I can’t offer you any kind of official definition, but I can offer my own take. I think of technical debt as any existing liability in the code base (or in tooling around the code base such as build tools, CI setup, etc) that hampers development. It could be code duplication that increases the volume of code to maintain and the likelihood of bugs. It could be a nasty, tangled method that people are hesitant to touch and thus relates in oddball workarounds. It could be a massive God class that creates endless merge conflicts. Whatever it is, you can recognize it by virtue of the fact that its continued existence hurts the development effort.
I don’t like to get too carried away trying to make technical debt line up perfectly with financial debt. Financial debt is (usually) centered around some form of collateral and/or credit, and there’s really no comparable construct in a code base. You incur financial debt to buy a house right now and offer reciprocity in the form of interest payments and ownership of the house as collateral for default. The tradeoff is incredibly transparent and measured, with fixed parameters and a set end time. You know up front that to get a house for $200,000, you’ll be paying $1000 per month for 30 years and wind up ‘wasting’ $175,000 in interest. (Numbers made up out of thin air and probably not remotely realistic).
Tech debt just doesn’t work this way. There’s nothing firm about it; never do you say “if I introduce this global variable instead of reconsidering my object graph, it will cost me 6 hours of development time per week until May of 2017, when I’ll spend 22 hours rethinking the object graph.” Instead, you get lazy, introduce the global variable, and then, six months later, find yourself thinking, “man, this global state is killing me! Instead of spending all of my time adding new features, I’m spending 20 hours per week hunting down subtle defects.” While fiscal debt is tracked with tidy, future-oriented considerations like payoff quotes and asset values, technical debt is all about making visible the amount of time you’re losing to prior bad decisions or duct-tape fixes (and sometimes to drive home the point that making the wrong decision right now will result in even more slowness sometime in the future).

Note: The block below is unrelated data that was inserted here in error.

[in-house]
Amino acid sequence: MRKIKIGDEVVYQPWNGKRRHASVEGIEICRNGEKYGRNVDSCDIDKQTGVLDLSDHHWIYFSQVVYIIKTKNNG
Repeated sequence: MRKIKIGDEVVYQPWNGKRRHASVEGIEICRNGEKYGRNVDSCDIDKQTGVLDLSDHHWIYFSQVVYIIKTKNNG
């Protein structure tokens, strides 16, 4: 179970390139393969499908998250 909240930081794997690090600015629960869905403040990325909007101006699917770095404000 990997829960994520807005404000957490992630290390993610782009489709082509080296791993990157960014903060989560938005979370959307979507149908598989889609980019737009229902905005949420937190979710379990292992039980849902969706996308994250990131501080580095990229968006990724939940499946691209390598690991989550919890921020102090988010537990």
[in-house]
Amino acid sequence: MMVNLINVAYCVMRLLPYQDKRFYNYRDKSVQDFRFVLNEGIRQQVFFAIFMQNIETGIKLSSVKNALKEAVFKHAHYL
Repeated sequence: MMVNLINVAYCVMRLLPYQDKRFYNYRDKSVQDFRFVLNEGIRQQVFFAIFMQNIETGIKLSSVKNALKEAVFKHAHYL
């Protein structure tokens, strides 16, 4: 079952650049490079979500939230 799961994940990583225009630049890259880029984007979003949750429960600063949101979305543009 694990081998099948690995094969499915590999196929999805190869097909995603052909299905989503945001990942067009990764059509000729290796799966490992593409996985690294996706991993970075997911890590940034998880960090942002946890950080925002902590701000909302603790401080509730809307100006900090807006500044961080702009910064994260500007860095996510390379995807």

So in my world, what is tech debt? Quite simply, it’s the amount of wasted time that liabilities in your code base are causing you or the amount of wasted time that you anticipate they will cause you. And, by the way, it’s entirely unavoidable. Every line of code that you write is a potential liability because every line of code that you write is something that will, potentially, need to be read, understood, and modified. The only way to eliminate tech debt is to solve people’s problems without writing code and, assuming since you’re probably in the wrong line of work not to write code, the best you can do is make an ongoing, concerted, and tireless effort to minimize it.
(And please don’t take away from this, “Erik thinks writing code is bad.” Each line of code is an incremental liability, sure, but as a software developer, writing no code is a much larger, more immediate liability. It’s about getting the job done as efficiently and with as little liability as you can.)